Areas in game worlds that are advantageous to control or have access to.
Strategic Locations are place in game environment that are important to control, have access to, or being aware of their status. They focus gameplay to certain parts and allow players to make long-term plans based on their specific characteristics.
- 1 Examples
- 2 Using the pattern
- 3 Consequences
- 4 Relations
- 5 History
- 6 References
- 7 Acknowledgements
The player who controls the center of the game board in Chess, especially with officers, has a significant strategic advantage. Similarly, controlling corners in Go are strategically important in the beginning of game instances. In other Strategy Games, controlling locations that produce valuable resources make them Strategic Locations. In Diplomacy only a few locations provide players with armies and are therefore vital for winning the game, while controlling cities in the Civilization series are of long-term strategic value. Besides the resources produced and the population of locations, Europa Universalis 3 makes some locations more strategically important by providing benefits to players controlling them, e.g. trade income bonuses for controlling the Bosporus or increased amount of yearly missionaries and prestige for controlling Jerusalem as a Christian or Muslim state.
Not only the location of weapons, power-ups, vehicles, etc. are Strategic Locations in First-Person Shooters such as Quake and Unreal Tournament series, but also where players spawn, good sniping positions, and where choke points exist. For the Battlefield series and Enemy Territory: Quake Wars gameplay typically revolve around controlling certain goal areas which also are Strategic Locations.
While all positions for villages and cities in Settlers of Catan can produce resources, some are better due to what resources are produced and the likelihood for them to be produced.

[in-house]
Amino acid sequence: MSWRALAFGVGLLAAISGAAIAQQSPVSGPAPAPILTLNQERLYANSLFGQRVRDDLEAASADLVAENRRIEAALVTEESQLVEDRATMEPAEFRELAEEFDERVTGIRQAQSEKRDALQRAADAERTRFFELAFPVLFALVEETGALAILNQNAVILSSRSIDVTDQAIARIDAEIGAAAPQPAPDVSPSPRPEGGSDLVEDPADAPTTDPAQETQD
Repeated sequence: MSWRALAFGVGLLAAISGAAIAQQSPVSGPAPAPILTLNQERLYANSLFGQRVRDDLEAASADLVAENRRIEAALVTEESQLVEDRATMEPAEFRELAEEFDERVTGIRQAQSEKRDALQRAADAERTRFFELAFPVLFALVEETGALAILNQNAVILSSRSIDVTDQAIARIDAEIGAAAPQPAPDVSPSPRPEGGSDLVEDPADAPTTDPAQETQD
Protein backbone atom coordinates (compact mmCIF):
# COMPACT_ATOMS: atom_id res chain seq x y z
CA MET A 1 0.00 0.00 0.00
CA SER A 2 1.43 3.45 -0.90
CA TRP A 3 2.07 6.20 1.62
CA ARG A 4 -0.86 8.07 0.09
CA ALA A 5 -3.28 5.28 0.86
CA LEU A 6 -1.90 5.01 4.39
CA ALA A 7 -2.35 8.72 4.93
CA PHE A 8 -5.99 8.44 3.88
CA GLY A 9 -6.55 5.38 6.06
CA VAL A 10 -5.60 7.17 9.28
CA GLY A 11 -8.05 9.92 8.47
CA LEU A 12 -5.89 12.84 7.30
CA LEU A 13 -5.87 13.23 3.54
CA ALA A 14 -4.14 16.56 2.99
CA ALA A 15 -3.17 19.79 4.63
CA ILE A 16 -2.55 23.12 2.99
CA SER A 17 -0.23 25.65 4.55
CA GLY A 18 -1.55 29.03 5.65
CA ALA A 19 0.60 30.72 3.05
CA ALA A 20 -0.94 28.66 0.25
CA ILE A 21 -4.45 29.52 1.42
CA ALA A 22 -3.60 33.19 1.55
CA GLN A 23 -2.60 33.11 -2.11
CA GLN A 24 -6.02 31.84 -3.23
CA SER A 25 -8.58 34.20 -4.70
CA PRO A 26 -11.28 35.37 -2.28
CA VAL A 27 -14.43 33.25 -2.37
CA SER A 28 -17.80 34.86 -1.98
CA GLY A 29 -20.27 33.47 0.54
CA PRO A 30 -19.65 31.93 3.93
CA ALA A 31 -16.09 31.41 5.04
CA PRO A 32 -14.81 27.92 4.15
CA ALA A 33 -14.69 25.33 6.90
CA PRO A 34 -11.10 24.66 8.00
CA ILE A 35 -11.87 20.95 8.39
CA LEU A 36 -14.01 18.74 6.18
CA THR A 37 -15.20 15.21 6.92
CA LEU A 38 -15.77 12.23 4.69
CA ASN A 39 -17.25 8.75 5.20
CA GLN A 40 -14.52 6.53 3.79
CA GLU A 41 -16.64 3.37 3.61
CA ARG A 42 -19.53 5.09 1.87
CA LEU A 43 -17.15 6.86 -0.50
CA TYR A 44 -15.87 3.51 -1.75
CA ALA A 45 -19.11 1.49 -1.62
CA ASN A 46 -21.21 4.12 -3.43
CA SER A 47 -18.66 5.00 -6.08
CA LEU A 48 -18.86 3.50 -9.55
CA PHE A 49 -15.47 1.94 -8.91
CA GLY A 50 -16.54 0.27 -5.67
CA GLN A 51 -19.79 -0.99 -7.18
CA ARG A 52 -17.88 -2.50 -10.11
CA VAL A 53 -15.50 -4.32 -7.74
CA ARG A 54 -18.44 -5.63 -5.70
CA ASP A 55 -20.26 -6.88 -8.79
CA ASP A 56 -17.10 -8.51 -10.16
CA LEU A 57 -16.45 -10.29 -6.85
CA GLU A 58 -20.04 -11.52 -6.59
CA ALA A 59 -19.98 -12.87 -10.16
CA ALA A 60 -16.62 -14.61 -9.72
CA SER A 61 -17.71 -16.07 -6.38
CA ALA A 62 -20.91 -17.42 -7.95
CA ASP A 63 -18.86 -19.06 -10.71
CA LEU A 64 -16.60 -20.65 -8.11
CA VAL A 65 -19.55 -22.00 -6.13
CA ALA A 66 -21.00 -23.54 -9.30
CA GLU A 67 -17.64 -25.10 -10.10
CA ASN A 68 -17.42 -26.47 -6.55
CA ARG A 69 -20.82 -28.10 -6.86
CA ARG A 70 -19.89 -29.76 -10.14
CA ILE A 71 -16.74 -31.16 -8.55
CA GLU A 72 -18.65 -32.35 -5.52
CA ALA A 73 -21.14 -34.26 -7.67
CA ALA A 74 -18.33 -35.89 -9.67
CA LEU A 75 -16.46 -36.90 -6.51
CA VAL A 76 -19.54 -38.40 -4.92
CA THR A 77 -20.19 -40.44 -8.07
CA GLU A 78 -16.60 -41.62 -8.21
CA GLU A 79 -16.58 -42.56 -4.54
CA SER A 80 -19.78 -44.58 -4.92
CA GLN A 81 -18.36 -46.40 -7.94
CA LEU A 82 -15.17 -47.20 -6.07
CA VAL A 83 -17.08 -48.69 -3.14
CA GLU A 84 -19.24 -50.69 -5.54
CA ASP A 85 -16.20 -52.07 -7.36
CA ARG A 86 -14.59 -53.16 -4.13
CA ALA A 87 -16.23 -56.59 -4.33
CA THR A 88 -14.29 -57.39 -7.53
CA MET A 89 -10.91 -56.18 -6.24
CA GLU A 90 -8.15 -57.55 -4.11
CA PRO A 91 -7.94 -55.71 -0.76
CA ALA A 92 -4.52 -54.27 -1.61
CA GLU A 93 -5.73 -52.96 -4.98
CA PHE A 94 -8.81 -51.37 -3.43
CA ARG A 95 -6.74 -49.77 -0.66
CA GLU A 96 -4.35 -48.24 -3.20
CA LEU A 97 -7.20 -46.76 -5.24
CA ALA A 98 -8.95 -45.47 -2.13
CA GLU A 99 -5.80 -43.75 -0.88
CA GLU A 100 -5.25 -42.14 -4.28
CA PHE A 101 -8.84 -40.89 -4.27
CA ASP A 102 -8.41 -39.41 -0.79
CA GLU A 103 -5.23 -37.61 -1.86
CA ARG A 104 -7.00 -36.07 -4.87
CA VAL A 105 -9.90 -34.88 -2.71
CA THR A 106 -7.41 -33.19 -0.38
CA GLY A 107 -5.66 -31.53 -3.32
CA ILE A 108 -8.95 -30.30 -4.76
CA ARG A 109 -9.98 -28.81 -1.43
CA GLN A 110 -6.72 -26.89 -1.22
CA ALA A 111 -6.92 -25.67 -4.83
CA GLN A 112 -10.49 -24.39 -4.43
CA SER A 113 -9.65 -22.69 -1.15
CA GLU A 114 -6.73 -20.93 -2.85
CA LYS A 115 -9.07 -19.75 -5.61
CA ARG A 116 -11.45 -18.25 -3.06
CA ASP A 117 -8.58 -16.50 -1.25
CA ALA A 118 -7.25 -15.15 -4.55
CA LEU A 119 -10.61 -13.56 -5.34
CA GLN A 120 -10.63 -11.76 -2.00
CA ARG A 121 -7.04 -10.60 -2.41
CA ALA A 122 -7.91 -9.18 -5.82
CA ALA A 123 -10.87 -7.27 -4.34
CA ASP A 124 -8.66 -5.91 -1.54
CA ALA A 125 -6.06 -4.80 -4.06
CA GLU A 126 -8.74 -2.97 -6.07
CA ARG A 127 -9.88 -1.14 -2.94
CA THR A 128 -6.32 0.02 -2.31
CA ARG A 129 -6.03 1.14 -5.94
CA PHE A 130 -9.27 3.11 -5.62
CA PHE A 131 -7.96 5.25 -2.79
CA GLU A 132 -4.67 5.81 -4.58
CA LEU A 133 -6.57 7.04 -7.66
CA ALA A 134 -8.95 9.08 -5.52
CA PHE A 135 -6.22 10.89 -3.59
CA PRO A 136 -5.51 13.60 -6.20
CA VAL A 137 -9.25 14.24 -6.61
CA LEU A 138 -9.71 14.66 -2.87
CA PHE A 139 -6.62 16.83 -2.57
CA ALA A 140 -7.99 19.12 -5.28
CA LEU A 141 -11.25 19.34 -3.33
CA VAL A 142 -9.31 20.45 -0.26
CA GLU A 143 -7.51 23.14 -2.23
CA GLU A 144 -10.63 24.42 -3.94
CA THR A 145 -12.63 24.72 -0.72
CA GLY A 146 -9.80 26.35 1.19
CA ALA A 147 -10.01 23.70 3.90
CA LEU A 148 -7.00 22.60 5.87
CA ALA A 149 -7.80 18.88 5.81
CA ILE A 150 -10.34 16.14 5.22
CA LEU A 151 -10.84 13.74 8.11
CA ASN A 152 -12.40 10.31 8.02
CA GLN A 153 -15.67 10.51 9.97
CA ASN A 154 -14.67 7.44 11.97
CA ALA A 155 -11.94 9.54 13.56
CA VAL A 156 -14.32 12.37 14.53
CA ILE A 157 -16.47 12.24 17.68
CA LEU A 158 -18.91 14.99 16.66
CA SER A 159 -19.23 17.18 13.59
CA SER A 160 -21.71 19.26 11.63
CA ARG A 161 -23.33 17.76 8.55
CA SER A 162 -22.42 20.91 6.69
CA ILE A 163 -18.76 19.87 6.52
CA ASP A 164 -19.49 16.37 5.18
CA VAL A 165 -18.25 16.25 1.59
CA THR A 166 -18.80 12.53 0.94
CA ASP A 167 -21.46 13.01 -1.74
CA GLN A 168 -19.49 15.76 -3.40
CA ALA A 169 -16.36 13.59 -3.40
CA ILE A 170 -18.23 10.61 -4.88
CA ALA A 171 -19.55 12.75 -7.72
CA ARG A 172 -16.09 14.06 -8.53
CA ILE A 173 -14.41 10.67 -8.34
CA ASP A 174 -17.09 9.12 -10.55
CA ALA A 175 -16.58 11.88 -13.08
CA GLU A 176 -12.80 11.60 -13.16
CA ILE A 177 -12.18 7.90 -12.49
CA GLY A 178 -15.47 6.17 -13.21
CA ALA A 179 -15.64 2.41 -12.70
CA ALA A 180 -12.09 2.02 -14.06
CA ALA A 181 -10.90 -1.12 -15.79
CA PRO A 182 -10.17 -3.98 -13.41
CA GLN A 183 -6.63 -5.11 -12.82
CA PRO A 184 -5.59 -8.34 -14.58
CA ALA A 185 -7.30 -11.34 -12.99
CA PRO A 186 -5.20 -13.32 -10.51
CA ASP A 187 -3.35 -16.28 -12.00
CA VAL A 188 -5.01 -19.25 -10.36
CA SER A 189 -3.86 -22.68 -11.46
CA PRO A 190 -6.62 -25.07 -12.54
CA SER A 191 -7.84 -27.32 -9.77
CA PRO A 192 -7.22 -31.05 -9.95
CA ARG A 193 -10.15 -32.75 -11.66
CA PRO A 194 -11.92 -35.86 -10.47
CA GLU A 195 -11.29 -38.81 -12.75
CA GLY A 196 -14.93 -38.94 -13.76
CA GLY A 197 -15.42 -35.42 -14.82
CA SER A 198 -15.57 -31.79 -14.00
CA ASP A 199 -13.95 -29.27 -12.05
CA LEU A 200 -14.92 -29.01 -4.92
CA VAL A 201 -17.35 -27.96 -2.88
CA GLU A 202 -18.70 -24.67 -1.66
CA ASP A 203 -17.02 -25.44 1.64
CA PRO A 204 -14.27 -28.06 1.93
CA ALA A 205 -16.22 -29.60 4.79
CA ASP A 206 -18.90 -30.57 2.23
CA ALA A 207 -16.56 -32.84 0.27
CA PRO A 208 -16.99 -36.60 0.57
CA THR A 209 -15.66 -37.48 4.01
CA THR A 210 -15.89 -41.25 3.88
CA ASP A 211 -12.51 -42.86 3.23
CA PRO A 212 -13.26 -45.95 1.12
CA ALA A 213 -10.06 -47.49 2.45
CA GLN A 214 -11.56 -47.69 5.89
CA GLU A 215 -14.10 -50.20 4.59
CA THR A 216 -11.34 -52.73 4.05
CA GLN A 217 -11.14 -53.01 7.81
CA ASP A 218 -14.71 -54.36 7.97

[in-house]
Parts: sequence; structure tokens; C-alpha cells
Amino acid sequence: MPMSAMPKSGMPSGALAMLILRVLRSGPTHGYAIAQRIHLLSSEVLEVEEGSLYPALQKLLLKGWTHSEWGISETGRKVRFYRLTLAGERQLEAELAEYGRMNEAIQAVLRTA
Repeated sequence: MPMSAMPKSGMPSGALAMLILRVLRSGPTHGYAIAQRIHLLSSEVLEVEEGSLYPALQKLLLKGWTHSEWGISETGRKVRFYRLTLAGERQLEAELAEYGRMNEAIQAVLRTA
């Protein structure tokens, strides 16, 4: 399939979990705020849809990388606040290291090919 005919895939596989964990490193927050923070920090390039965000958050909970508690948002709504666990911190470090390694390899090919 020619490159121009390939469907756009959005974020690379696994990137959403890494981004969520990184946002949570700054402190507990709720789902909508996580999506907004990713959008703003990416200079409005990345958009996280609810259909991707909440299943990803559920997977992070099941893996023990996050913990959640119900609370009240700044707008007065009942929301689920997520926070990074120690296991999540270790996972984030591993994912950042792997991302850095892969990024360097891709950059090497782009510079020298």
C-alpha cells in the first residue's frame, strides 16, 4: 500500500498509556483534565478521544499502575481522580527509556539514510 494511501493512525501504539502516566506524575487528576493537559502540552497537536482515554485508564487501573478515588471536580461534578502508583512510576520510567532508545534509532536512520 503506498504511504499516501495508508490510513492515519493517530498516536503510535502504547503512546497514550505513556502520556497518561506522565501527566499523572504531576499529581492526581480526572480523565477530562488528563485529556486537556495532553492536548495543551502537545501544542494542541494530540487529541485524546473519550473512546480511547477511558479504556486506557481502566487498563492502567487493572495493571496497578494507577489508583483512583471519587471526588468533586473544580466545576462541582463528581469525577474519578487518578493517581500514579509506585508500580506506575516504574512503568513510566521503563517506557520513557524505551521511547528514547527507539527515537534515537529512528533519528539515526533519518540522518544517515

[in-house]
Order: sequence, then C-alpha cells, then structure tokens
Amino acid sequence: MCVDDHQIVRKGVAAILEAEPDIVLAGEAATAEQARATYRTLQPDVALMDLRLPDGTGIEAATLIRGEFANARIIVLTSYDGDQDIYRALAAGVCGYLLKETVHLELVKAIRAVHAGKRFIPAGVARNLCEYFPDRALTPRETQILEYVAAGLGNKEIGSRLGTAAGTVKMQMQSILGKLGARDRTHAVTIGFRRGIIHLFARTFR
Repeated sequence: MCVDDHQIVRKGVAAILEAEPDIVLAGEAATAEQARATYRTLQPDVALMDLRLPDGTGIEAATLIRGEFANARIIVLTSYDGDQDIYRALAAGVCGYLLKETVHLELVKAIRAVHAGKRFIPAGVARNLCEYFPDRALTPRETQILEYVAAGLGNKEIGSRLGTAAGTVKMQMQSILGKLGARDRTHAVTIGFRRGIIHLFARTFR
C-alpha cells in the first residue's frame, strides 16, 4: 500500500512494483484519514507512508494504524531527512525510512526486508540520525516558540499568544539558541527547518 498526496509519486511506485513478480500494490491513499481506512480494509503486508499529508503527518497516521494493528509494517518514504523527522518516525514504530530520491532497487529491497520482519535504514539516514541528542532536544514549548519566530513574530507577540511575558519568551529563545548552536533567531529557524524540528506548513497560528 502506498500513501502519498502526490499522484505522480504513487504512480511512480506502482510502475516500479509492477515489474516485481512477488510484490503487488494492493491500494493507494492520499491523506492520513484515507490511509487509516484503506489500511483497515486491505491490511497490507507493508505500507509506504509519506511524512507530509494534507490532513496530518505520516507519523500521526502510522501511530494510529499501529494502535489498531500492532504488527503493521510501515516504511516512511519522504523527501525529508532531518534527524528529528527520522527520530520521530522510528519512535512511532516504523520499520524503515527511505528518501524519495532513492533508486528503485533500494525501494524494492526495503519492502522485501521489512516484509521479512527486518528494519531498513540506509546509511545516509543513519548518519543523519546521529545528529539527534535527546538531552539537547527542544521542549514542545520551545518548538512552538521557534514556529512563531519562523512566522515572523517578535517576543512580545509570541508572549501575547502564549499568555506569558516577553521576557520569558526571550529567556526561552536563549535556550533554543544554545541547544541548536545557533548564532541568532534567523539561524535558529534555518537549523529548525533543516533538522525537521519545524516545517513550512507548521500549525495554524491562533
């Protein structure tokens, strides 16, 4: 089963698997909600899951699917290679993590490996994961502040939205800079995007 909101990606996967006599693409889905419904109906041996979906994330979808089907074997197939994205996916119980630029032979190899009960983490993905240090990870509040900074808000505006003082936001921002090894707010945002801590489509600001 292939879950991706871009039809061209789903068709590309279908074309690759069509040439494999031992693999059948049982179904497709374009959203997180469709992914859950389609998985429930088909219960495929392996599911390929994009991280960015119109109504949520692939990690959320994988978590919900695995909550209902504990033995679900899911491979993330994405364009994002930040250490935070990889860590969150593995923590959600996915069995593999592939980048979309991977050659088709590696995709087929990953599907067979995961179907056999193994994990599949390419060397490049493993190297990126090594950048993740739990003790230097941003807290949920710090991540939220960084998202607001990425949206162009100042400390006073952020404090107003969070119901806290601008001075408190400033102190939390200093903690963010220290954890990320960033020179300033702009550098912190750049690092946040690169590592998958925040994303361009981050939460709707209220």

Using the pattern
Strategic Locations may be created either explicit by the presence of game elements or implicit deriving from the relationship between the location and other locations in the game. Game elements that can create explicit Strategic Locations include Spawn Points, Resource Generators, Resource Locations, and also Location-Fixed Abilities such as those provided by Chargers, Controllers, Installations, Safe Havens, Secret Areas, and Self-Service Kiosks. Bases often make sense to built near Strategic Locations but can also make places into Strategic Locations by their presence; thus, they can both create and modify Strategic Locations.
Somewhat more abstract but still explicit ways of creating Strategic Locations include Check Points or providing beneficial Environmental Effects when they are controlled or owned. To ensure players' awareness of Strategic Locations, they can be set to stand out through Diegetically Outstanding Features. Implicit Strategic Locations may be intentionally created by the arrangement of explicit Strategic Locations nearby, or they may be emergent features due to Randomness of Resource Locations. How players can move between different parts of Game Boards, Game Worlds, or Levels can also make some places into Strategic Locations, for example by being Arenas, Choke Points, Flanking Routes, Galleries, Sniper Locations, or Strongholds.